Location
    9,99$/day Location? Montréal
    Posts
    116
    Mentioned
    0 Post(s)
    Tagged
    0 Thread(s)

    Default

    Quote Originally Posted by a_n_d_y
    Flat feet not as athletic?...

    I can compete and sprint faster than the people with archs. Also i have an exceptional ability to jump quite far
    thus due to your training, if you compete.
    For sure, there are exceptions.
    but the majority aren't as good

  14. #167
    Regular Member
    Join Date
    Oct 2006
    Location
    Maple Ridge, BC
    Posts
    64
    Mentioned
    0 Post(s)
    Tagged
    0 Thread(s)

    Default

    Quote Originally Posted by RiceBaiiKhao
    thus due to your training, if you compete.
    For sure, there are exceptions.
    but the majority aren't as good
    Actually, i don't train at all. I just come out of nowwhere during school track and field or just gym exercises and beat everyone.

    But like you said, there are exceptions.

  15. #168
    Regular Member
    Join Date
    Aug 2006
    Location
    Singapore
    Posts
    774
    Mentioned
    0 Post(s)
    Tagged
    0 Thread(s)

    Default

    Quote Originally Posted by Kurodo
    my friend played badminton and is now running on x-country... hes flat footed...

    if flatfootedness is viewed as non-athletic.. shouldnt asthmatic people also be viewed as non-athletic? ive been hospitalized from asthma a few times wen i was younger, now i run a 4-5 miles at a quick pace without crapping out at all.. but i can still feel the asthma

    with enough training and determination... one can overcome these limitations, theres no doubt you have to work alot harder than those that dont have these obstacles.. so dont give up people!! theres is hope for everyone if youre willing to give it some WORK.. go people!! lolz
    great speech, nice

  16. #169
    Regular Member
    Join Date
    Oct 2006
    Location
    9,99$/day Location? Montréal
    Posts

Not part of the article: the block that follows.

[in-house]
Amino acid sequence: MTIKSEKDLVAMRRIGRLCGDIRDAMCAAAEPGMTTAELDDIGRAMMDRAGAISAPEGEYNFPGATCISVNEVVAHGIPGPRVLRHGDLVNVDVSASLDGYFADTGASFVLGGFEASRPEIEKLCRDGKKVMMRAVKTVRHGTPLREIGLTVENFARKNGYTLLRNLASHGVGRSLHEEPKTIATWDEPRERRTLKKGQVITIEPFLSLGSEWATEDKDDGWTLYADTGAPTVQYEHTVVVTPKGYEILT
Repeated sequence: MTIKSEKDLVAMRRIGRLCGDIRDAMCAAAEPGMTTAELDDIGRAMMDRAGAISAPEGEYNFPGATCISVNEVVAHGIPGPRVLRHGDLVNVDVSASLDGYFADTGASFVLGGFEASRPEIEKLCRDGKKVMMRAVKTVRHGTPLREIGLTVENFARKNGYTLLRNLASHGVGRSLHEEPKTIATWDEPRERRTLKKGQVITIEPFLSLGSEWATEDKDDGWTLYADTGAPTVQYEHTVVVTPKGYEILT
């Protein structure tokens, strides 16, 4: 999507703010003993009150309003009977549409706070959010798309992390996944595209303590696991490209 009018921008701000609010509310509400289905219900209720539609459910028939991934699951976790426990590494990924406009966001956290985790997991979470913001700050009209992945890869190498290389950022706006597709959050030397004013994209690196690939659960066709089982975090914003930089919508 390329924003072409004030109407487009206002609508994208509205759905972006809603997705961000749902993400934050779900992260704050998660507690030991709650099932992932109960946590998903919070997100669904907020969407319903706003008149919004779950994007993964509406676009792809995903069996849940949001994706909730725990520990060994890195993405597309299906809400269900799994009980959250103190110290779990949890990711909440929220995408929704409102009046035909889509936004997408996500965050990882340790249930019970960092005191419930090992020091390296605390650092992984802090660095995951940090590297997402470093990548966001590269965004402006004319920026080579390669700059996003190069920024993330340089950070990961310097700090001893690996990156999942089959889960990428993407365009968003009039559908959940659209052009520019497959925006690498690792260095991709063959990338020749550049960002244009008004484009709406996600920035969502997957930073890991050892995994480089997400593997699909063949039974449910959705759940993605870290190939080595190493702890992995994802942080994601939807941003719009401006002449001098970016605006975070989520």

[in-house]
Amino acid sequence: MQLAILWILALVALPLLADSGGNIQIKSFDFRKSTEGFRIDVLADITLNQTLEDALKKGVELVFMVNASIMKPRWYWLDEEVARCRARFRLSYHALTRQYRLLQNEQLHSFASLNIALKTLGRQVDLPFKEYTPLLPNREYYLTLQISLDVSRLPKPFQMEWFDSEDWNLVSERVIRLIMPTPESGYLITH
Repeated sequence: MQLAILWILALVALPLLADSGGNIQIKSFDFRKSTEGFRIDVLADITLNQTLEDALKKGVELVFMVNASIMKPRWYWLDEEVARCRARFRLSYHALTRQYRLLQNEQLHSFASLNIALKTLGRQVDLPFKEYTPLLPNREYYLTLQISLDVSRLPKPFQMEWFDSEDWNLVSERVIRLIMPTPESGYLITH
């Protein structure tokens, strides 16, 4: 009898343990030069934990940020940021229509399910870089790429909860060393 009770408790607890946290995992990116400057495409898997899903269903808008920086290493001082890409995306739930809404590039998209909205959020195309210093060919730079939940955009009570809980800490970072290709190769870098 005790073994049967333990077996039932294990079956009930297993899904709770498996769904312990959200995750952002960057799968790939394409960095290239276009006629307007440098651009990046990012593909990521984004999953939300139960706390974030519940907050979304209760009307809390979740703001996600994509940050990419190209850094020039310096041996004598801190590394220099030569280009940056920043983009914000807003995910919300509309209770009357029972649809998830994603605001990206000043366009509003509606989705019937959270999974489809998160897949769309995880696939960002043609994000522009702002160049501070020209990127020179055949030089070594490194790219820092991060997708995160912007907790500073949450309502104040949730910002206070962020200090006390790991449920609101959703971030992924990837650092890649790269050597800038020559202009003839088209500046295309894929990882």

116
    Mentioned
    0 Post(s)
    Tagged
    0 Thread(s)

    Default

    You have to know that the person with an advantage and
    that trains also can overcome other people. It will start itching you
    to know you are flat-flooted, but blame your loses (if you lose a lot)
    on other things, and try to focus on the game.. i once blamed every
    thing on my wrist, then lol i knew it was wrong. Just some advice after
    reading this thread..

  17. #170
    Regular Member
    Join Date
    Jul 2006
    Location
    vancouver,canada
    Posts
    1,663
    Mentioned
    0 Post(s)
    Tagged
    0 Thread(s)

    Default

    get orthodontics for your feet, i have them just that they cost around 200-300 dollars lol! but it's worth it because yeah..

Page 10 of 19 FirstFirst 1 2 3 4 5 6 7 8 9 10 11 12 13 14 15 16 17 18 19 LastLast

Similar Threads

  1. Flat footed players
    By Emmanuel-Phua in forum Clothing & Footwear
    Replies: 6
    : 05-18-2009, 02:45 AM
  2. Calling Wide & Flat-footed players - please help
    By Squelchie in forum Clothing & Footwear
    Replies: 12
    : 10-02-2008, 11:43 PM
  3. Being Wrong Footed!!
    By Timbuctoo in forum Techniques / Training
    Replies: 3
    : 07-08-2008, 01:37 AM
  4. Flat Footed
    By t3tsubo in forum General Forum
    Replies: 7
    : 03-15-2007, 10:00 PM
  5. two footed movement?
    By Valentino in forum Techniques / Training
    Replies: 4
    : 01-09-2002, 07:46 PM

Bookmarks

Posting Permissions

  • You may not post new threads
  • You may not post replies
  • You may not post attachments
  • You may not edit your posts
  •